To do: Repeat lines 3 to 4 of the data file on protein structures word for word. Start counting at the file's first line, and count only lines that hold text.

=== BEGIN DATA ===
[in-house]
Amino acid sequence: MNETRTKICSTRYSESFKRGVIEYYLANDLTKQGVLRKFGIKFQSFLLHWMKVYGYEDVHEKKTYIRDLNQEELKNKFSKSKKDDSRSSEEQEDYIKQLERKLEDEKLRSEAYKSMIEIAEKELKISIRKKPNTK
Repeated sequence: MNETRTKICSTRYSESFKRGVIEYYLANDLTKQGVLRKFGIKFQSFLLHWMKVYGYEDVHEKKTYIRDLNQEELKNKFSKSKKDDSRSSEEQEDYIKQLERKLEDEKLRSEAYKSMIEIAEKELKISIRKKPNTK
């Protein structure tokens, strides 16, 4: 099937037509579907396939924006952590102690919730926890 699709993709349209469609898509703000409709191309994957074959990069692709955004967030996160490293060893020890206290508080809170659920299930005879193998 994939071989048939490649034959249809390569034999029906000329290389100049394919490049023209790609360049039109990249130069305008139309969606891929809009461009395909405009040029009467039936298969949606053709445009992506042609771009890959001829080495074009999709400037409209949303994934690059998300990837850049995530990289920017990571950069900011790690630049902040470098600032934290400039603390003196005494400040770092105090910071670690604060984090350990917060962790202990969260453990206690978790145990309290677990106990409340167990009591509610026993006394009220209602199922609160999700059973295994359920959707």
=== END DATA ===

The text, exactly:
Repeated sequence: MNETRTKICSTRYSESFKRGVIEYYLANDLTKQGVLRKFGIKFQSFLLHWMKVYGYEDVHEKKTYIRDLNQEELKNKFSKSKKDDSRSSEEQEDYIKQLERKLEDEKLRSEAYKSMIEIAEKELKISIRKKPNTK
């Protein structure tokens, strides 16, 4: 099937037509579907396939924006952590102690919730926890 699709993709349209469609898509703000409709191309994957074959990069692709955004967030996160490293060893020890206290508080809170659920299930005879193998 994939071989048939490649034959249809390569034999029906000329290389100049394919490049023209790609360049039109990249130069305008139309969606891929809009461009395909405009040029009467039936298969949606053709445009992506042609771009890959001829080495074009999709400037409209949303994934690059998300990837850049995530990289920017990571950069900011790690630049902040470098600032934290400039603390003196005494400040770092105090910071670690604060984090350990917060962790202990969260453990206690978790145990309290677990106990409340167990009591509610026993006394009220209602199922609160999700059973295994359920959707």